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NPT News in Review, Vol. 16, No. 5

Editorial: The house is on fire, or what happens when the architect and builder proves to be an arsonist and the firefighters are missing in action
9 May 2019


Ray Acheson

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As anticipated, Iran announced on Wednesday that it will now take steps to halt compliance with elements of the Joint Comprehensive Plan of Action (JCPOA) in response to the United States’ withdrawal from the agreement, violation of UN Security Council resolution 2231, the imposition of unilateral sanctions, and increasing military pressure against Iran.

Iranian President Hassan Rouhani said that rather than stop production altogether Iran “would hold on to stockpiles of excess uranium and heavy water used in its nuclear reactors,” since US actions meant Iran could no longer ship them out of the country,  and he “set a 60-day deadline for new terms to the nuclear accord, after which Tehran would resume higher uranium enrichment.” Rouhani indicated that this new posture is intended to spur negotiations not confrontation. “We will not start breaching commitments and waging any war,” he said. “But we will not give in to bullying either.”

At the NPT, initial sentiment expressed by some delegations so far is that the PrepCom cannot demand full compliance of Iran with the JCPOA obligations without also calling on the US to come back to the agreement and end its economic pressure against Iran in violation of UN Security Council resolution 2231. When the Security Council will not enforce its own unanimous non-proliferation agreement resolutions, NPT states parties need to ask what this means for the future of NPT enforcement.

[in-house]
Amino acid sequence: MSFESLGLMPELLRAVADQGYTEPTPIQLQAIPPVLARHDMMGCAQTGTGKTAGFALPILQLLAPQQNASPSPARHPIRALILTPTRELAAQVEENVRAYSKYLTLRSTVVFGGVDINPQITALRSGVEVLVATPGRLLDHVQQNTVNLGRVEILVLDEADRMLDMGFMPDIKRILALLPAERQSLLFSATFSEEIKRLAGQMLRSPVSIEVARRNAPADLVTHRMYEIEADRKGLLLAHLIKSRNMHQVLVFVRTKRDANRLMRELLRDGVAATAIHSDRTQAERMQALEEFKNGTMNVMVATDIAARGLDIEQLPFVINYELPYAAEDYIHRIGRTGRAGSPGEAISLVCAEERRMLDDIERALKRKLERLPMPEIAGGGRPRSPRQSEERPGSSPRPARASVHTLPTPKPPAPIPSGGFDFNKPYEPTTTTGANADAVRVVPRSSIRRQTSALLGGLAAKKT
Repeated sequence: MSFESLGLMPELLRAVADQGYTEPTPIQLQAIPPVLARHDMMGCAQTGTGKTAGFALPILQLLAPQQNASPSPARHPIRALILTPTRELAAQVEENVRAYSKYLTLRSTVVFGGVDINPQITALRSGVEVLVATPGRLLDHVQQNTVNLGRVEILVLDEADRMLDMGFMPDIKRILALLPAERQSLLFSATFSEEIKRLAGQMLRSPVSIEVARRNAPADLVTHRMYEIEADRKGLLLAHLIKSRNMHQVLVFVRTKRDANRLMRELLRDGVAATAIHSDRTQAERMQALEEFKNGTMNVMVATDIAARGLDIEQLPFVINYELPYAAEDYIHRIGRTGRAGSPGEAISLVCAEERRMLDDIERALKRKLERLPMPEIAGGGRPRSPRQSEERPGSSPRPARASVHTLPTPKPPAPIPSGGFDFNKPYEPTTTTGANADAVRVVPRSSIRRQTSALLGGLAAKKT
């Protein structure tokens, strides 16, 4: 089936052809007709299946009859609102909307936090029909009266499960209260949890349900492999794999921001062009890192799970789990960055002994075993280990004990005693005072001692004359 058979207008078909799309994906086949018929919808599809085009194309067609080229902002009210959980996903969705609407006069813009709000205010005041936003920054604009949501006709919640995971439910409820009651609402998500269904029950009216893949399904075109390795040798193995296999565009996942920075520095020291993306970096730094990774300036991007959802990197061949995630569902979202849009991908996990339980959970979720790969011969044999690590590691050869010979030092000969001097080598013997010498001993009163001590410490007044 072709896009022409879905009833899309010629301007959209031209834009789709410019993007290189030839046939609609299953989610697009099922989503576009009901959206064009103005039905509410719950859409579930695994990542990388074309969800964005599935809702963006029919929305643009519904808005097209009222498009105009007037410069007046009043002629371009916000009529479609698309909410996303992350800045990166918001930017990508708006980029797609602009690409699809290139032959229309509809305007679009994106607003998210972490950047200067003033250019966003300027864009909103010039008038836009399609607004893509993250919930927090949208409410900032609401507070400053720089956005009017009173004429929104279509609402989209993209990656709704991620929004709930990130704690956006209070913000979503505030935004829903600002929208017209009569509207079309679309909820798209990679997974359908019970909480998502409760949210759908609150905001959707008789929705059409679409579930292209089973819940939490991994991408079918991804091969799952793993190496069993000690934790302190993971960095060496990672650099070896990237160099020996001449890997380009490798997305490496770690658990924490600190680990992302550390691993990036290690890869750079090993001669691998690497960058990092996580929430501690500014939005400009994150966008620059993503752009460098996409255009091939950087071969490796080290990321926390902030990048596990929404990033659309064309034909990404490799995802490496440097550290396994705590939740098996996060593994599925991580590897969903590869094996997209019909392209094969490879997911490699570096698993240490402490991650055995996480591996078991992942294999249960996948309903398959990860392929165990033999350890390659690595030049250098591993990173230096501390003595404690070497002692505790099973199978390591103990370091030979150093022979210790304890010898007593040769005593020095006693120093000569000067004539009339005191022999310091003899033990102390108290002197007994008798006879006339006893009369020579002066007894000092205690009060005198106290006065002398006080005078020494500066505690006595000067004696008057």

The failure of the other JCPOA parties to uphold the agreement by bypassing or countering US sanctions against Iran is an excellent case of crumbling multilateral disarmament and arms control architecture that many states parties have warned against during this PrepCom. “The value of all legally-binding instruments, including the NPT, lies in the certainty given their Parties as to what their rights are and what their obligations are,” warned Ambassador Dell Higgie of New Zealand on 2 May. “A treaty will come to have little value if its terms are re-interpreted, overlooked, or deferred.” This needs to be the foremost consideration in the minds of those reviewing these recommendations, but also when looking ahead to the 2020 Review Conference, to the implementation of the JCPOA, and when dealing with any other disarmament, arms control, or non-proliferation agreement that is currently at the peril of the flames of non-compliance and the hubris of power.